Gold may have lost some of its glitter of late, but Uri Landesman, president of hedge fund Platinum Management, sees no major reason for concern.
Landesman's firm is "long-term precious metal bulls." Despite the metals getting ahead of themselves he "believes we're in a super cycle in commodities" that will take gold as well as industrial metals much higher over time.
Speaking of time, that's what he thinks will be needed to repair some of the damage to silver in the recently popped trading mania. "All the precious metals got extended," he says, adding that "the easy money in silver has been made." That said, Landesman is a believer in the widespread theory that gold and silver trade roughly in tandem, over the haul (a time at the end of which we all shuffle off this mortal coil -- not a tradable event).
The less-than-emphatic gold bug's enthusiasm is based less on a "religious" conviction and more of a relative value compared to currency. When questioned as to the logic of storing one's wealth in a metal, precious or not, as a way to stockpile against global unrest, Landesman notes that "going to gold as a safe haven here makes more sense than, say, going to the yen."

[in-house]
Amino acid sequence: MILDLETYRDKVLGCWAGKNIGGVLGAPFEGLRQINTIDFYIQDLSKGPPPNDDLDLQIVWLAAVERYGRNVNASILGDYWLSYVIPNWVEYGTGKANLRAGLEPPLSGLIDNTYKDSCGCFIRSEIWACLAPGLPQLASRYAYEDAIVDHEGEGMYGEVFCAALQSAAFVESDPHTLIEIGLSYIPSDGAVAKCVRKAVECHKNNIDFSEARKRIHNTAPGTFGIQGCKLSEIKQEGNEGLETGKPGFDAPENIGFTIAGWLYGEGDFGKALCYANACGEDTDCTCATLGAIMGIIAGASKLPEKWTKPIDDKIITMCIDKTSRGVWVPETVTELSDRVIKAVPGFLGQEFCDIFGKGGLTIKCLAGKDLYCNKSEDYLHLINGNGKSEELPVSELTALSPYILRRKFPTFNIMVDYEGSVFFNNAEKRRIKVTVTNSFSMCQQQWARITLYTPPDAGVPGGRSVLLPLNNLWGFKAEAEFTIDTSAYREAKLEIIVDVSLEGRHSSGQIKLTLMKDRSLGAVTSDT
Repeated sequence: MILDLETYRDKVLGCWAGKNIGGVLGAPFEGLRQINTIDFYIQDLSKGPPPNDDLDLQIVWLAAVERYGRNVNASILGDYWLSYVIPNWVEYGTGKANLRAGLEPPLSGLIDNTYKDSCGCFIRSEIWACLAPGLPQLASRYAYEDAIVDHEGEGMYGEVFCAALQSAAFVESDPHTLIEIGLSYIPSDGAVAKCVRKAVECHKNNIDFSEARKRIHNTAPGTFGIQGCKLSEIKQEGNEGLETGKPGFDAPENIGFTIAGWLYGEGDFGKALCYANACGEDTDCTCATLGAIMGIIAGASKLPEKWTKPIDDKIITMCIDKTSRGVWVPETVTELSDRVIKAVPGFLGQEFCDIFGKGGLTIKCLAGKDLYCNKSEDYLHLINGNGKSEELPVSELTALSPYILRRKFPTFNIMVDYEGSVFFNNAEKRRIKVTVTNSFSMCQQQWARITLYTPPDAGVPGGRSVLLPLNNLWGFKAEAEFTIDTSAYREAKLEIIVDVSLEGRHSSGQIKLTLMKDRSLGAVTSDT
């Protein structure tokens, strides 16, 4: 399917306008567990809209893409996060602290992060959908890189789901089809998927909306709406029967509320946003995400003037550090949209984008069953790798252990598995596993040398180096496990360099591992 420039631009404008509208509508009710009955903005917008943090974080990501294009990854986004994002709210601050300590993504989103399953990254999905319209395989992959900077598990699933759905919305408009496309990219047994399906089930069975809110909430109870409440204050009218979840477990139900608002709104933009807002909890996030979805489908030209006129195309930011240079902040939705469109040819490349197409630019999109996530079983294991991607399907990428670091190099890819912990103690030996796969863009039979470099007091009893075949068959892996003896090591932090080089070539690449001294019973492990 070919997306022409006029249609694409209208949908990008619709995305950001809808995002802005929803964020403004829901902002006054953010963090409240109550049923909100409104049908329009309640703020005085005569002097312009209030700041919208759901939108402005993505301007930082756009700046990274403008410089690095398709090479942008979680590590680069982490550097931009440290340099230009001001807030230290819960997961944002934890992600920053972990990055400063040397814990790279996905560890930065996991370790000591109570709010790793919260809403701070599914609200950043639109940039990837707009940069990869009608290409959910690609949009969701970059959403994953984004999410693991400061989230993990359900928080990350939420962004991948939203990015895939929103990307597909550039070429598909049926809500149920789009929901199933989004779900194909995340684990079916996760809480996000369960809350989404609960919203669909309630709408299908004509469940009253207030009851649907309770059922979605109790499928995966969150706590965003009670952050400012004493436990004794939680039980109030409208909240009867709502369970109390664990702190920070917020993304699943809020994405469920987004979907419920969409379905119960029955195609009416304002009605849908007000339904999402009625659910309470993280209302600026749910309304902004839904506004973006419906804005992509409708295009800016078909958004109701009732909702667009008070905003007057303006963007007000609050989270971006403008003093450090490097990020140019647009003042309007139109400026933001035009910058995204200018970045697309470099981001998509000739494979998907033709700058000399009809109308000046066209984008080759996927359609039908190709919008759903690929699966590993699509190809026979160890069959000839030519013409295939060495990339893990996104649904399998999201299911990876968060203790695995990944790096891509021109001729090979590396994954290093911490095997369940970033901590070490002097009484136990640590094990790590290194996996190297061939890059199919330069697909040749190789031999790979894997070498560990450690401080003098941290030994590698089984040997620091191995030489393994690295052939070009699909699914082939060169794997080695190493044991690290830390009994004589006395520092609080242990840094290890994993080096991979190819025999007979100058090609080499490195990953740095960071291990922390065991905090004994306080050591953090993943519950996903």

Currency being a relative play, Landesman is also mildly positive on the dollar, if only due to his skepticism on both the yen and the euro.
Away from commodities and into equities, he is in the camp that says this is the year of M&A. Corporate balance sheets are strong, and boards are looking to put cash to work. Landesman says that research and product development was largely ignored during the financial crisis, leaving companies with hollow pipelines. Where to look? Computer software and biotech, he says. Despite the rally in those sectors, along with every other sector over the last two years, the fund manager thinks corporate boards will be willing to pay a premium to buy growth where organic expansion wasn't sown.
Which companies in particular? The cagey money man is playing his cards close to the vest. He says you can make blanket bets on the field, or, he notes with a wry expression, "do some of the work on some of the names."
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